As a gynecologist, one of the most fulfilling things I do is help women who are experiencing a variety of difficulties with intimacy. There are options available to help alleviate the problems, but proper diagnosis is needed to direct treatment.
First, I discuss with patients that intimacy is not supposed to be painful, but is meant to be enjoyable. There are many types of sexual dysfunction, ranging from decreased desire or libido to pain. When performing annual exams, I often ask patients if intimacy is painful and whether or not they are able to reach an orgasm. I have had many women look at me quizzically, saying no one has ever asked them these personal questions before. There are many illnesses, however, in which an early sign may be a decreased sensation or lack of ability to have intimate relations without pain.
Causes of pain vary, and often the age of the patient helps to narrow things down. Younger women may have extra tissue that could be resected, thereby decreasing pain. They could also have an undiagnosed infection that is causing the tissues to be irritated. Sometimes, women who have never had pain before begin to have issues after childbirth. They may have a poorly healing tear or tightness in one of the muscles in the pelvis. Endometriosis, ovarian cysts and vaginal anomalies can also be causes. Each of these has a different treatment course. An exam and sometimes tests are utilized to determine the diagnosis.
Later in life, or as I like to refer to as the “mature” years, pain with intercourse is often caused by dryness due to a decline in estrogen. This is sometimes bothersome even before women have completely stopped having periods. This pain can often be alleviated with liberal use of lubricants, and sometimes is treated with a vaginal estrogen preparation or other medications. Another cause may be lichen sclerosis, a condition in which the skin becomes very fragile, sometimes painful and itchy. Breaks in the tissues around the vagina cause discomfort, sometimes even when a woman is not having intimate contact.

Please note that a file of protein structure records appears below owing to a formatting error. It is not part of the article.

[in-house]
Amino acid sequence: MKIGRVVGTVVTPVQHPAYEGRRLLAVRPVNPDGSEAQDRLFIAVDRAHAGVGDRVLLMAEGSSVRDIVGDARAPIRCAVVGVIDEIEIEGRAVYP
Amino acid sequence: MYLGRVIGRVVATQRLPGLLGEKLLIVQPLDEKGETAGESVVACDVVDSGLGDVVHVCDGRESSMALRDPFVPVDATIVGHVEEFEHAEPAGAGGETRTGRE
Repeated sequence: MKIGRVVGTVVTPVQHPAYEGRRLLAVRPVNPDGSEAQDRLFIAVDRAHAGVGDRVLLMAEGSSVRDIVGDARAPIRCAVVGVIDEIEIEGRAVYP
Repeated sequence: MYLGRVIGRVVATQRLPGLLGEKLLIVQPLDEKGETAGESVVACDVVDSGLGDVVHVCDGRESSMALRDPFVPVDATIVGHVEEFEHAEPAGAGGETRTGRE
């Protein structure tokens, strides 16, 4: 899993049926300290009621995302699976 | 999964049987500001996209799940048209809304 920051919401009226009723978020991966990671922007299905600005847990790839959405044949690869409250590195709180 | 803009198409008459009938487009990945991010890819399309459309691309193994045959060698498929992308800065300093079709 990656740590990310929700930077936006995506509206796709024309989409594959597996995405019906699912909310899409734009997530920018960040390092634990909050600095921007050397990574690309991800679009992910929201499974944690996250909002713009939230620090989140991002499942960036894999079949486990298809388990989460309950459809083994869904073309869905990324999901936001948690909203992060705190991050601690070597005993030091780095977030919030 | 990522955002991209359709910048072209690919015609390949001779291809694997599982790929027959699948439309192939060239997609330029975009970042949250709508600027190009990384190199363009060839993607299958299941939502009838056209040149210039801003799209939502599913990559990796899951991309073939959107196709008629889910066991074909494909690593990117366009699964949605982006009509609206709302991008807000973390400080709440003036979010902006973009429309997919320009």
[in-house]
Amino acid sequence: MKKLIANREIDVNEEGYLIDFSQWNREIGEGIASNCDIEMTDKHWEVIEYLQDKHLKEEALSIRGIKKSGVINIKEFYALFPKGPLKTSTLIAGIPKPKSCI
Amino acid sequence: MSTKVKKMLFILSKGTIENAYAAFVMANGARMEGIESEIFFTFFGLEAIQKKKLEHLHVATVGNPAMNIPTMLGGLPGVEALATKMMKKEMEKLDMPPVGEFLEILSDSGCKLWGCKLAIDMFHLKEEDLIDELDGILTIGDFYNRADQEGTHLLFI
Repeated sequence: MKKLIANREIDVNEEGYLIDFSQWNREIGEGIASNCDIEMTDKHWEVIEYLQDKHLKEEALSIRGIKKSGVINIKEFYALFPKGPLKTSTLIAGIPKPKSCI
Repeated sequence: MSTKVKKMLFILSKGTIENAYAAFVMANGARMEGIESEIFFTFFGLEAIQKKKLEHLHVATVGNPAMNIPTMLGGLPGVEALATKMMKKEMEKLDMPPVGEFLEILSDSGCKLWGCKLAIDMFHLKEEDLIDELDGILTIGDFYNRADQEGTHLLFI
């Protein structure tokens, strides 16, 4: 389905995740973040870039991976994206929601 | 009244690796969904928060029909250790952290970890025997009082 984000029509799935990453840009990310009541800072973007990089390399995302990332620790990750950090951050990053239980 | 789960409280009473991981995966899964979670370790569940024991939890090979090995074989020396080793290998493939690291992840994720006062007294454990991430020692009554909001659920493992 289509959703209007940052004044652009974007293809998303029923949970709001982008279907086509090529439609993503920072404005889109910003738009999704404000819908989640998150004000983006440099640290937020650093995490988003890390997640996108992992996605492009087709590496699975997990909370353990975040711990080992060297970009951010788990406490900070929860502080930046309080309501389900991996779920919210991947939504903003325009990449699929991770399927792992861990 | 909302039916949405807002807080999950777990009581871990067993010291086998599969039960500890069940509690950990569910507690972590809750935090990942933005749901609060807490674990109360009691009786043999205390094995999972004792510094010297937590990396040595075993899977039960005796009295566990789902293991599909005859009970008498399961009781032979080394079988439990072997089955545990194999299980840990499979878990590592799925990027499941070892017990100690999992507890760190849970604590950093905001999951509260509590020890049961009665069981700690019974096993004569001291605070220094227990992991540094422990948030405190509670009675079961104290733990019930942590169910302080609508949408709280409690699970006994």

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When it comes to lack of desire, there are many things to consider. Illness, medications, lack of sleep and lack of exercise are possibilities. A willingness to evaluate the relationship with one’s partner, as well as openness in communication, is also essential. We often find there tends to be pain, discomfort or decreased sensation that is impacting desire. If we can help solve the former issues, desire sometimes increases without any further intervention.
One of the greatest obstacles women face is not a lack of options for treatment as much as timidity to discuss intimate difficulties with their medical provider. A visit with a trusted medical provider may be the first step in resolving intimacy concerns.